Point 3 is also incorrect, to a degree. Since evolutionists don't want research countering their godless mantra in their journals, creationists developed scientific, peer-reviewed journals of their own. One such is called "Creation ex nihilo Technical Journal", or simply "TJ". As for it not being the subject of testing and research, that is also incorrect. Among such testing and research is a program, known as RATE (Radiocarbon dating and the Age of the Earth), which challenges how rocks are dated and shows evidence for a young earth.

Although this court case was in Pennsylvania, the irony is that for all this talk about the alleged threats to constitutionality that teaching Creation causes, evolutionists are getting bent out of shape and sending self-appointed constitutional watchdogs (i.e. DefCon) to wail about one AiG Creation Museum in Kentucky, the construction for which was paid by private citizens with private money.

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« Reply #23 on: November 14, 2007, 06:50:30 AM »

Oh my, how the pious ramble when their superstitions are exposed Cool

McWay, as long as people in these United States want their children to learn real science in school and not be made stupid, creationism will never make it into the class room.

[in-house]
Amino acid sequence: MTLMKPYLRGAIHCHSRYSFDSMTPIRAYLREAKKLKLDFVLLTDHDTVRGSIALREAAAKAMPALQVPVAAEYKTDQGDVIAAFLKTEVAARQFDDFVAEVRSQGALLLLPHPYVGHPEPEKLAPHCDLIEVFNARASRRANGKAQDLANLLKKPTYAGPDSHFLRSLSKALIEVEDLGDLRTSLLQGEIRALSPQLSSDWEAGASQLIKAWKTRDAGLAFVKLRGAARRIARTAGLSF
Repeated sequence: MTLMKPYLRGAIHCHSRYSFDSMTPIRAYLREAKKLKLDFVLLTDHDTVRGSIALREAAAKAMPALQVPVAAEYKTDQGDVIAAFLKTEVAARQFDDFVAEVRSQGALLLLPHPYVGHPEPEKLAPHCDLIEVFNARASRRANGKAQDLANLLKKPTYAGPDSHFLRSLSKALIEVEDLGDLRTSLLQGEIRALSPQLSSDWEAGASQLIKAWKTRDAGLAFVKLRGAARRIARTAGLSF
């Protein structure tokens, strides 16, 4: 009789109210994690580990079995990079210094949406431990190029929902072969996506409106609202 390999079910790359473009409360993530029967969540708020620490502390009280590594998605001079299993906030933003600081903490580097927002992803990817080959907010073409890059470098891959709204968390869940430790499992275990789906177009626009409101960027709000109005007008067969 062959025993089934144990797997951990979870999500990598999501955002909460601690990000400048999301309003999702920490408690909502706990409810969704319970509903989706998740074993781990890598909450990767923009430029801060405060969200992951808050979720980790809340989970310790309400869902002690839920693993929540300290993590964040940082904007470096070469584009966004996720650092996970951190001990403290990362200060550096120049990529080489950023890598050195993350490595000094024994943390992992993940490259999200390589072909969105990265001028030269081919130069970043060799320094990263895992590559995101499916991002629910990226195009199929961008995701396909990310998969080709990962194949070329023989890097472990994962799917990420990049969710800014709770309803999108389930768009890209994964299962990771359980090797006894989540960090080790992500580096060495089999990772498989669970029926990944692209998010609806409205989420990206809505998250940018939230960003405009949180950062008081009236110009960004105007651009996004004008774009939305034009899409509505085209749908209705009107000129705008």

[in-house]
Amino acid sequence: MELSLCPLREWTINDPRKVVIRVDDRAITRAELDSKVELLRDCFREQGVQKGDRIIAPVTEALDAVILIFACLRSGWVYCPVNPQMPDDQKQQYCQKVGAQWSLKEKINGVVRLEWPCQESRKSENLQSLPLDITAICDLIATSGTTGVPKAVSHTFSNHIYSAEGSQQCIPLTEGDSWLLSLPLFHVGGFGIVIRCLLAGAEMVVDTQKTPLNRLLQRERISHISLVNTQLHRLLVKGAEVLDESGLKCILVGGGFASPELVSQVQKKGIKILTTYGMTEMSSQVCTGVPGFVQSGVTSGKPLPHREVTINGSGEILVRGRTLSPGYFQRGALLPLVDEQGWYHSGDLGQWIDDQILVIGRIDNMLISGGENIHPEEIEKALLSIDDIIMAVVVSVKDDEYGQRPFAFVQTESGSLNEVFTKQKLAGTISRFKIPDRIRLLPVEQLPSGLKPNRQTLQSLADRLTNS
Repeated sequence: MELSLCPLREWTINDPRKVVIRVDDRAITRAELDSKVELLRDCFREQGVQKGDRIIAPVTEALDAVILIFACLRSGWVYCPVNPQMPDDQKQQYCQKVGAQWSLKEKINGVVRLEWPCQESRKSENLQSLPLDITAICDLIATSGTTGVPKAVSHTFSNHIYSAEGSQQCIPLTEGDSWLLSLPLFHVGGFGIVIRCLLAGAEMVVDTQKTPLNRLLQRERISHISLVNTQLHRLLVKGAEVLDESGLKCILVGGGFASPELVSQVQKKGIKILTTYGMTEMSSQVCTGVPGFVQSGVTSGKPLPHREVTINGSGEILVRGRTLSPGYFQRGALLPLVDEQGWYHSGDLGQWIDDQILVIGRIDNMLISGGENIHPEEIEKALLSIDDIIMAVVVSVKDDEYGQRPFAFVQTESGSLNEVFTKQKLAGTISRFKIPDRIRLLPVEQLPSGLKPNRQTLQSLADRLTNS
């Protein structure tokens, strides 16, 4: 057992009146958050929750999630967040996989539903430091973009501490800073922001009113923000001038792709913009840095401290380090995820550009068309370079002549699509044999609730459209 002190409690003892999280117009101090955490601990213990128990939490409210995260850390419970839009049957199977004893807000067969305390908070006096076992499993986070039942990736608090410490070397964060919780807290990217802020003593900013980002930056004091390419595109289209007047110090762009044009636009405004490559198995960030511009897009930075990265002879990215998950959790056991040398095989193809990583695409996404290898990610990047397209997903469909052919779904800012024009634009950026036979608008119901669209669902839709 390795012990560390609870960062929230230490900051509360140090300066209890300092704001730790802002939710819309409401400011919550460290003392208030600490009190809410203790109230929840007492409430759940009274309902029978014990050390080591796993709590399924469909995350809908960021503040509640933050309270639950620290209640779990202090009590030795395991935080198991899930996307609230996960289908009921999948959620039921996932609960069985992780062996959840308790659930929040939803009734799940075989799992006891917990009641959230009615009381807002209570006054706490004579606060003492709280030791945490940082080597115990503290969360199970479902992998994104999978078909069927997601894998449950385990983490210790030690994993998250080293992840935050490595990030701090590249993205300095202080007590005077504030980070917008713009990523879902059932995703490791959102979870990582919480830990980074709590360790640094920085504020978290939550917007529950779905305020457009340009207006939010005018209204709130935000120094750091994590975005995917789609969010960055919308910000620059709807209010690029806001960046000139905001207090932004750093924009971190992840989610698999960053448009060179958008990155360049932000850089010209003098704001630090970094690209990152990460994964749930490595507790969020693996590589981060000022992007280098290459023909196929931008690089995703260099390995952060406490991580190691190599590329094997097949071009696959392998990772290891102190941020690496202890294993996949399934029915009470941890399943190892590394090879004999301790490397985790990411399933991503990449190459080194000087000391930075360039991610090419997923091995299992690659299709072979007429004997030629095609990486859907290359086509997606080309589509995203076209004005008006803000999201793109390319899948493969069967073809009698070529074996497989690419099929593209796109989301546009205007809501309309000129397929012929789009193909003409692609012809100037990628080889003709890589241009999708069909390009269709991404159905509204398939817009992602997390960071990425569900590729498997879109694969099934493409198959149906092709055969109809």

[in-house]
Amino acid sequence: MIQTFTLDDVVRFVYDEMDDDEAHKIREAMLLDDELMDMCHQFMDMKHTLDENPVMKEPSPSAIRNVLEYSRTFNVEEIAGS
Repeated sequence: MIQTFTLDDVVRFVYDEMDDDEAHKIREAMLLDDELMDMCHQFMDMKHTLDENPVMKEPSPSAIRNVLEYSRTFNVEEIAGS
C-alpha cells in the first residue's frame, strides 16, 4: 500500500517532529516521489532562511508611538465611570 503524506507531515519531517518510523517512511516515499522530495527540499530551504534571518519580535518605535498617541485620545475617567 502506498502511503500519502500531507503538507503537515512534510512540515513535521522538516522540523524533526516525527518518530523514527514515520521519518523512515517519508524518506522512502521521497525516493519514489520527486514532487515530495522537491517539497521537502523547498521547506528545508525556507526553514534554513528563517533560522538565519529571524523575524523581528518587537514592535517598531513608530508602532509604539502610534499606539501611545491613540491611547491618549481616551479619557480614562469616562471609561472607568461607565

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« Reply #24 on: November 14, 2007, 07:30:54 AM »

Oh my, how the pious ramble when their superstitions are exposed Cool

McWay, as long as people in these United States want their children to learn real science in school and not be made stupid, creationism will never make it into the class room.

Way to avoid the issue, columbusdude82!  I was looking forward to your response to McWay's questions and to the points he brings up in his post.  But this is all you've got?

Have you visited the Creation Museum?  It's not far from you, and admission is very low cost.  It brings thousands of visitors every day, from all over the world.  In only six months, it has attracted 250,000 visitors, more than they had expected in a whole year.

http://www.creationmuseum.org/

Creation Museum surpasses expectations
http://www.usatoday.com/news/nation/2007-11-02-creationmuseum_N.htm